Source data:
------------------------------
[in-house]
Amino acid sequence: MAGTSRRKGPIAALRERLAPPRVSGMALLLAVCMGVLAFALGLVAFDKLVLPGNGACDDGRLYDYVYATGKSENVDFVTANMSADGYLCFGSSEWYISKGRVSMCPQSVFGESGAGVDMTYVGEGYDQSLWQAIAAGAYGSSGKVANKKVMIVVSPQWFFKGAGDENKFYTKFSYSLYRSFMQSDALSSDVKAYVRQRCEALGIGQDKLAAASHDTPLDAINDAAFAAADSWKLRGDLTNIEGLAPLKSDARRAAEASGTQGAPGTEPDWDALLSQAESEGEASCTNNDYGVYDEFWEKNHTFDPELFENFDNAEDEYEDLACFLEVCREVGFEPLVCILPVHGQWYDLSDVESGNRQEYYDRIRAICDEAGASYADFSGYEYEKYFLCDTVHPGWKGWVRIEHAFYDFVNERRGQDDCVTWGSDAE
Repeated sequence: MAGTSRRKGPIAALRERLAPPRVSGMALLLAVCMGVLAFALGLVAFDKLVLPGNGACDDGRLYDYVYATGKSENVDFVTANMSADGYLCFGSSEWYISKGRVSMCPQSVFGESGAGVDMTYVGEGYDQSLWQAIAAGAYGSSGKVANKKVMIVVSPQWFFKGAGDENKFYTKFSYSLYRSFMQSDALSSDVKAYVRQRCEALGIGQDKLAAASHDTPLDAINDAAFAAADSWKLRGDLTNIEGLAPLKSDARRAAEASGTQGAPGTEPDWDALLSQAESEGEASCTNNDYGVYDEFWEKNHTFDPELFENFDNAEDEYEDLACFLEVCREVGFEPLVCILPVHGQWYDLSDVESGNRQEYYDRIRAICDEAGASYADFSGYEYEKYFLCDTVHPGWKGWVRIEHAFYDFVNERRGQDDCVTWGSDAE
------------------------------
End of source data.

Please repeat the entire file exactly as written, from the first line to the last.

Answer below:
[in-house]
Amino acid sequence: MAGTSRRKGPIAALRERLAPPRVSGMALLLAVCMGVLAFALGLVAFDKLVLPGNGACDDGRLYDYVYATGKSENVDFVTANMSADGYLCFGSSEWYISKGRVSMCPQSVFGESGAGVDMTYVGEGYDQSLWQAIAAGAYGSSGKVANKKVMIVVSPQWFFKGAGDENKFYTKFSYSLYRSFMQSDALSSDVKAYVRQRCEALGIGQDKLAAASHDTPLDAINDAAFAAADSWKLRGDLTNIEGLAPLKSDARRAAEASGTQGAPGTEPDWDALLSQAESEGEASCTNNDYGVYDEFWEKNHTFDPELFENFDNAEDEYEDLACFLEVCREVGFEPLVCILPVHGQWYDLSDVESGNRQEYYDRIRAICDEAGASYADFSGYEYEKYFLCDTVHPGWKGWVRIEHAFYDFVNERRGQDDCVTWGSDAE
Repeated sequence: MAGTSRRKGPIAALRERLAPPRVSGMALLLAVCMGVLAFALGLVAFDKLVLPGNGACDDGRLYDYVYATGKSENVDFVTANMSADGYLCFGSSEWYISKGRVSMCPQSVFGESGAGVDMTYVGEGYDQSLWQAIAAGAYGSSGKVANKKVMIVVSPQWFFKGAGDENKFYTKFSYSLYRSFMQSDALSSDVKAYVRQRCEALGIGQDKLAAASHDTPLDAINDAAFAAADSWKLRGDLTNIEGLAPLKSDARRAAEASGTQGAPGTEPDWDALLSQAESEGEASCTNNDYGVYDEFWEKNHTFDPELFENFDNAEDEYEDLACFLEVCREVGFEPLVCILPVHGQWYDLSDVESGNRQEYYDRIRAICDEAGASYADFSGYEYEKYFLCDTVHPGWKGWVRIEHAFYDFVNERRGQDDCVTWGSDAE